The lure of the catch
The Outer Cape fishing community holds tight to its time-honored tradition of surfcasting
“Some go to church and think about fishing, others go fishing and think about God.” –Tony Blake
Growing up on the Outer Cape, with the backside beaches as our backyard, our mother was routinely acknowledged as the most avid “fisherwoman” on the beach. We would wake in the morning to find her casting out against another sparkling summer sunrise. One story in our family lore recounts her pulling in a 40-pound bass one day, with only my two-year-old brother in tow. With the fish still running, she couldn’t help but cast out again, this time pulling in a 32-pounder. Now the dilemma became apparent about how to get the fish and the young child up the mountainous sand dune. After thinking things through, she decided to ascend with the larger fish first and leave the toddler tied to the 32-pound anchor until she could quickly return for both.
That kind of single-minded passion is common among anglers, but perhaps never more than in the surfcasting community. Tony Cataldo has been fishing the waters of Cape Cod for almost 60 years. His reputation for success and knowledge of how to fish this region has become legendary among both friends and strangers. The outer beach of Race Point has become his favorite destination, not only to indulge his fishing addiction, but also to unplug and reconnect with the unique community that convenes for a weekend of serene solitude. Cataldo, a recently retired Yarmouth resident, talks about the restorative power of the quiet beach, the close-knit community and the thrill of catching fish.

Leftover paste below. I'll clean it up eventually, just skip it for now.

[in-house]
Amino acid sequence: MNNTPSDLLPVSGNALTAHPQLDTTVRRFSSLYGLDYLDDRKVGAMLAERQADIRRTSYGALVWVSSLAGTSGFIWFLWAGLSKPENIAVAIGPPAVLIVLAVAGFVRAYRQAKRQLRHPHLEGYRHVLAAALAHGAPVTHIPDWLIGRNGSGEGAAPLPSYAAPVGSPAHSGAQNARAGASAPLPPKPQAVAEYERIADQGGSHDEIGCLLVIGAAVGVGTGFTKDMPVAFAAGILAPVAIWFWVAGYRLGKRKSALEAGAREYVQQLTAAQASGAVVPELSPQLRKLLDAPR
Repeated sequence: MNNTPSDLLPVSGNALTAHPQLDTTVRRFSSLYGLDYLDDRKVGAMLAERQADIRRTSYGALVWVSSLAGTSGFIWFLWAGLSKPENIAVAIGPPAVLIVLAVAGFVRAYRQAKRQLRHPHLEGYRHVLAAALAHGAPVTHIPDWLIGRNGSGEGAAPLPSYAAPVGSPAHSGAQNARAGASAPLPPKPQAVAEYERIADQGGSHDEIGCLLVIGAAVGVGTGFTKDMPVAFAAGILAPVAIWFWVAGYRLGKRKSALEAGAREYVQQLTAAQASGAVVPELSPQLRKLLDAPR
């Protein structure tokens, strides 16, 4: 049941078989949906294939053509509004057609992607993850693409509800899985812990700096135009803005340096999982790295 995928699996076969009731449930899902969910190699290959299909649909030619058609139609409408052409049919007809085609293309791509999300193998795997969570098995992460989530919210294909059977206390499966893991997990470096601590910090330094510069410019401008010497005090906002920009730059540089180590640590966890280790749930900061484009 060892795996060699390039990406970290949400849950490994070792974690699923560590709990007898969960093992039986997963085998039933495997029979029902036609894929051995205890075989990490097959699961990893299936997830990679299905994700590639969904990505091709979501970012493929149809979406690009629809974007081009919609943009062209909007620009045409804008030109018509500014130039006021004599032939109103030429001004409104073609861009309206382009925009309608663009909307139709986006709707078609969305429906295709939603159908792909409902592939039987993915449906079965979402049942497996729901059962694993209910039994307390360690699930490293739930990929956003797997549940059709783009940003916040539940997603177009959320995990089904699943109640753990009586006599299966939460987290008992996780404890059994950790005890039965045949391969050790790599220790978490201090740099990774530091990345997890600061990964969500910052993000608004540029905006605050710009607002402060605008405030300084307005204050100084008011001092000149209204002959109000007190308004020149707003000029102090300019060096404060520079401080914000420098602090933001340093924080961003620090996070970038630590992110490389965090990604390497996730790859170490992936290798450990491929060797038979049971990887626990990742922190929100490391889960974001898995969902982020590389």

“Just like the television commercials that ask you if you want to get away, that’s how I feel when I come here. It is the ultimate getaway, and I consider it my piece of heaven,” he says. “The people that I share the beach with at Race Point, they have become my close friends; those are the people I turn to when I need something.”
Over the years, Cataldo, and his entire family—his wife, son and daughter—would make the trek to the outer beach every weekend for more than half the year. For years, Cataldo recalls, the National Park Service restricted the number of self-contained vehicles to a maximum of 100 at any one time. And permits were only good for 21 nights, thus avoiding a monopolization of space by long-term campers. The highest number of permits sold in one season topped out just over 300. In addition to the popularity of the beach as a destination was the pursuit of fish—record-breaking fish—particularly at the beginning of the millennium as fish like striped bass and cod came back after a downturn in the last two decades of the 20th century. Cataldo says he and his buddies would pull in fish, night and day, all the while feeding their passion to pursue the next catch. Those who truly know Cataldo know that his fish stories are the real deal.
On a recent trip to the outer beach, Cataldo spoke about the understanding of “structure” under the water. “You are constantly looking for some kind of structure. Structure can mean a dip in a sand bar as little as a foot in depth, and the fish can be attracted to that change.” These holes, bowls and bars attract bigger fish looking for baitfish or sand eels that emerge from the surrounding waters and currents. “You drop a metal lure down off of one of those structures and it should work out pretty well for you,” Cataldo says, with a twinkle in his eye.
The iconic activity of surf fishing on the outer beach has undergone an astounding change in recent years. In part due to protection efforts of two wildlife species—the piping plovers and the seals—the memorable years of surfcasting appear to be behind us. Access to the beach is controlled and limited when the plovers are nesting and hatching. When the beach is closed, that means no Over Sand Vehicles, or “buggies” as the locals call them. The explosion of the seal population has resulted in thousands of seals along our local coasts. Instead of running the seal gauntlet, the baitfish and the chasing stripers, blues and other desirable catch have apparently chosen to stay farther off the shoreline. Most seasoned fishermen can recount stories of fish being taken right off a hook by a pugnacious seal.
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